The haunting Never Let Me Go (2010), is directed by Mark Romanek and is based on the award winning 2005 novel of the same name by Japanese-born British author Kazuo Ishiguro. Adapted for the screen by Alex Garland, Never Let Me Go is only the third feature film to be directed by Romanek, who is also an acclaimed music video director.
Romanek's first feature film Static (1985), quickly found a cult audience in the UK but the director decided to work within the music video medium through a division of Propaganda Films, a production company founded by producers Steve Golin and Sigurjón Sighvatsson and directors David Fincher, Nigel Dick, Greg Gold and Dominic Sena.
Romanek's work is highly recognisable to mainstream audiences, as he has worked with many high profile artists, musicians and bands. Romanek is responsible for the dark and disturbing imagery of Nine Inch Nails' Closer and The Perfect Drug. In 1996 Romanek received a Grammy Award for his direction of Scream, the seven million dollar Michael Jackson and Janet Jackson music video. Two years later, Romanek received another Grammy for his direction of Got 'Til It's Gone, also for Janet Jackson.
The explosive and intense video for Audioslave's Cochise remains a firm fan favourite, as does Romanek's remarkable music video for Johnny Cash's cover of the Nine Inch Nails song Hurt. This delicate and personal music video combined archival footage of Cash, with a quiet performance of the song, within Cash's own home. The music video received much industry and public attention due to the intimate nature, and earned Romanek his third well deserved Grammy Award.
I mention all these visionary and provocative commercial works, because Never Let Me Go marks a new era for Romanek, as his latest feature film is a subtle and mature masterpiece. Romanek's previous feature film was the underrated 2002 psychological thriller One Hour Photo, which featured a heightened reality. It was a film through the eyes of Seymour "Sy" Parrish, portrayed by Robin Williams. Sy often fantasied, in an attempt to escape his mundane, ordinary, lonely existence and over the course of several years had developed a dangerous fascination with the Yorkin family, desperately trying to become a part of their 'picture-perfect' world. Never Let Me Go, shares this similar theme with One Hour Photo, as it depicts a trio of dreamers desperately wanting to change their fate.
Never Let Me Go is a restrained feature compared to Romanek's previous works. Divided into three acts, the film is narrated by 28-year-old Kathy H. (Carey Mulligan), who reminisces about her childhood at Hailsham, an English boarding school. Kathy we learn was a bright and curious girl who befriended Tommy (Andrew Garfield), a well meaning but emotional boy, who was often bullied by his classmates, due to his frequent tantrums and outbursts. Kathy and Tommy's friendship swiftly develops and it's obvious they care for one another, but Ruth, Kathy's much more confident friend and the extrovert amongst the three, decides she likes Tommy. At this boarding school, the children are not taught any life skills, however their physical health is of the utmost importance.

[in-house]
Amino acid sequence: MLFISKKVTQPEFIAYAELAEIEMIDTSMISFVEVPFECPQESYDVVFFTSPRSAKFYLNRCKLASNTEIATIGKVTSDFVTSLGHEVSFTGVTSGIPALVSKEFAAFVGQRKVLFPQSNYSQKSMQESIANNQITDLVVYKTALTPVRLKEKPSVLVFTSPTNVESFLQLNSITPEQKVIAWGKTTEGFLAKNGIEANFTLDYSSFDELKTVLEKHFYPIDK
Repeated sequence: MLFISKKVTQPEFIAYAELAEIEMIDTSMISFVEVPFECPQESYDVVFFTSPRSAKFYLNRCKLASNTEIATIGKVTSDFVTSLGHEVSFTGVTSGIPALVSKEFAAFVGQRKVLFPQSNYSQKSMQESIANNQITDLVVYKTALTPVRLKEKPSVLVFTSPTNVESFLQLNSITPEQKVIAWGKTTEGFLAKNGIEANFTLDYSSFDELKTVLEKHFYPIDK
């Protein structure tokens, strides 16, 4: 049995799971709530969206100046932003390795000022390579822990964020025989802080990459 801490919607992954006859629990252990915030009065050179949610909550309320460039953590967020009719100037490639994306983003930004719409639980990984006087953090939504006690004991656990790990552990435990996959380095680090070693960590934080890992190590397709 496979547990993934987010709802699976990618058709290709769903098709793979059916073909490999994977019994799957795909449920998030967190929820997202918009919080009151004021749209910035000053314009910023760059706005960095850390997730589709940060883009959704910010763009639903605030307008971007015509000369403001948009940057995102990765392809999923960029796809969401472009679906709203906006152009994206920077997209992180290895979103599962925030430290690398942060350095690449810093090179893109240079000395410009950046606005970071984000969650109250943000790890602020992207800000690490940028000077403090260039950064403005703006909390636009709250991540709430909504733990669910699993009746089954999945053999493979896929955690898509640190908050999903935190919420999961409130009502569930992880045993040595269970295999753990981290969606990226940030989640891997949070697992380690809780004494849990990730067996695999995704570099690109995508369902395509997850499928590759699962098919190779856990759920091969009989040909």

As young adults Kathy, Tommy and Ruth live on the outskirts of society, with other young adults, who went to similar boarding schools as them. In this environment, they are each forced to come to terms with their eventual fate and Kathy, as a result of the escalating relationship between Tommy and Ruth, hastily decides to leave the cottage and become a carer. Years pass and Kathy is rather accepting of her position in life, however when she unexpectedly comes face to face with Ruth, who now lives a guilt ridden existence, she is forced to reconcile her childhood.
Romanek envisions this alternative utopian world, as devoid of colour and without hope. The performances from Carey Mulligan, Andrew Garfield and Keira Knightley, are to be applauded, as well as the brilliant supporting cast, which includes Sally Hawkins, Charlotte Rampling, and the three main child actors, Izzy Meikle-Small, Charlie Rowe and Ella Purnell.
Kathy, Tommy and Ruth go through several emotional transformations through the course of the feature, and eventually, in the final act their eyes become weary and sullen and they walk with the weight of the world on their shoulders. It is a cruel existence. Never Let Me Go is a heartbreaking beautiful and thought provoking tale of love and sacrifice.
I saw this film a few months ago and I have also just finished reading the book. Both are excellent, although I recommend if you liked the film to read the book. It's a fantastic piece of literature and it will explain some very important points that are left out of the movie (which ultimately answers our questions and doubts). For those who only see the film, it can be a bit hard to understand why they are really stuck in their situation and why they can't just escape.